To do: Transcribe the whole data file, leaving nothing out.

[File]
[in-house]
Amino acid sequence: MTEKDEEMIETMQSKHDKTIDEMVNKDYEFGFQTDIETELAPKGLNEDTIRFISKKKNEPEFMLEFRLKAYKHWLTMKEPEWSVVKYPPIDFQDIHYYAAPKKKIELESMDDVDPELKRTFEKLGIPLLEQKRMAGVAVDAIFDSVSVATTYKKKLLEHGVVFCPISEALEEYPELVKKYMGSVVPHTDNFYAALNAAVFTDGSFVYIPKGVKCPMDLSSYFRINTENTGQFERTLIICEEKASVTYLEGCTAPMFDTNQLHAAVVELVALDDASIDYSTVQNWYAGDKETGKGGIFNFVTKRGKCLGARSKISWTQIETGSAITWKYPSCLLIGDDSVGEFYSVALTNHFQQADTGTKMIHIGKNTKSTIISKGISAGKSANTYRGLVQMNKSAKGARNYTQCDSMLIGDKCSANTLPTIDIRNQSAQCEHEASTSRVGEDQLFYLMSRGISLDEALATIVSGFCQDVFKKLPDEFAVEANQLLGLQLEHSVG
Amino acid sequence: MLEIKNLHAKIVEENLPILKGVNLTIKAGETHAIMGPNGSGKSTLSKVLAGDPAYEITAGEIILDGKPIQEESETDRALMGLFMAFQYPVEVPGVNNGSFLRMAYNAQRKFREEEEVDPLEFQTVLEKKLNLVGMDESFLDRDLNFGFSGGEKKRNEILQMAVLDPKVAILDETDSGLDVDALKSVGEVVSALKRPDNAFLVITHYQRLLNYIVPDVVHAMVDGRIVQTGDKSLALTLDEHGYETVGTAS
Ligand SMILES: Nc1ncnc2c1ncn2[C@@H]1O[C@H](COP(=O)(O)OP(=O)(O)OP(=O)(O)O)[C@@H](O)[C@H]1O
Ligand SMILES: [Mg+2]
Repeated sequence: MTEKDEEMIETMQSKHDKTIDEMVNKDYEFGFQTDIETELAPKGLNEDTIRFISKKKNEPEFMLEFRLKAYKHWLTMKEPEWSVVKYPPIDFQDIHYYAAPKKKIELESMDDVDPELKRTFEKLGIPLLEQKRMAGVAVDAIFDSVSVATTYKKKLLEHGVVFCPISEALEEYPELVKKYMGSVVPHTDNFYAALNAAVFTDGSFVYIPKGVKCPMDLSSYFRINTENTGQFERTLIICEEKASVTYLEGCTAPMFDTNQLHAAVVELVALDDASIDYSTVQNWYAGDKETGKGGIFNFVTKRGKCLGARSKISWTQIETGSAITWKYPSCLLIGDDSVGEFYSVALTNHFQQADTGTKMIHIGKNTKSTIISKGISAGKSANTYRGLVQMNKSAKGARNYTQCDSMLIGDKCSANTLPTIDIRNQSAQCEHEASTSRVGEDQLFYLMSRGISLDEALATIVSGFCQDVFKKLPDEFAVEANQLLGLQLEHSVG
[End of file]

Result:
[in-house]
Amino acid sequence: MTEKDEEMIETMQSKHDKTIDEMVNKDYEFGFQTDIETELAPKGLNEDTIRFISKKKNEPEFMLEFRLKAYKHWLTMKEPEWSVVKYPPIDFQDIHYYAAPKKKIELESMDDVDPELKRTFEKLGIPLLEQKRMAGVAVDAIFDSVSVATTYKKKLLEHGVVFCPISEALEEYPELVKKYMGSVVPHTDNFYAALNAAVFTDGSFVYIPKGVKCPMDLSSYFRINTENTGQFERTLIICEEKASVTYLEGCTAPMFDTNQLHAAVVELVALDDASIDYSTVQNWYAGDKETGKGGIFNFVTKRGKCLGARSKISWTQIETGSAITWKYPSCLLIGDDSVGEFYSVALTNHFQQADTGTKMIHIGKNTKSTIISKGISAGKSANTYRGLVQMNKSAKGARNYTQCDSMLIGDKCSANTLPTIDIRNQSAQCEHEASTSRVGEDQLFYLMSRGISLDEALATIVSGFCQDVFKKLPDEFAVEANQLLGLQLEHSVG
Amino acid sequence: MLEIKNLHAKIVEENLPILKGVNLTIKAGETHAIMGPNGSGKSTLSKVLAGDPAYEITAGEIILDGKPIQEESETDRALMGLFMAFQYPVEVPGVNNGSFLRMAYNAQRKFREEEEVDPLEFQTVLEKKLNLVGMDESFLDRDLNFGFSGGEKKRNEILQMAVLDPKVAILDETDSGLDVDALKSVGEVVSALKRPDNAFLVITHYQRLLNYIVPDVVHAMVDGRIVQTGDKSLALTLDEHGYETVGTAS
Ligand SMILES: Nc1ncnc2c1ncn2[C@@H]1O[C@H](COP(=O)(O)OP(=O)(O)OP(=O)(O)O)[C@@H](O)[C@H]1O
Ligand SMILES: [Mg+2]
Repeated sequence: MTEKDEEMIETMQSKHDKTIDEMVNKDYEFGFQTDIETELAPKGLNEDTIRFISKKKNEPEFMLEFRLKAYKHWLTMKEPEWSVVKYPPIDFQDIHYYAAPKKKIELESMDDVDPELKRTFEKLGIPLLEQKRMAGVAVDAIFDSVSVATTYKKKLLEHGVVFCPISEALEEYPELVKKYMGSVVPHTDNFYAALNAAVFTDGSFVYIPKGVKCPMDLSSYFRINTENTGQFERTLIICEEKASVTYLEGCTAPMFDTNQLHAAVVELVALDDASIDYSTVQNWYAGDKETGKGGIFNFVTKRGKCLGARSKISWTQIETGSAITWKYPSCLLIGDDSVGEFYSVALTNHFQQADTGTKMIHIGKNTKSTIISKGISAGKSANTYRGLVQMNKSAKGARNYTQCDSMLIGDKCSANTLPTIDIRNQSAQCEHEASTSRVGEDQLFYLMSRGISLDEALATIVSGFCQDVFKKLPDEFAVEANQLLGLQLEHSVG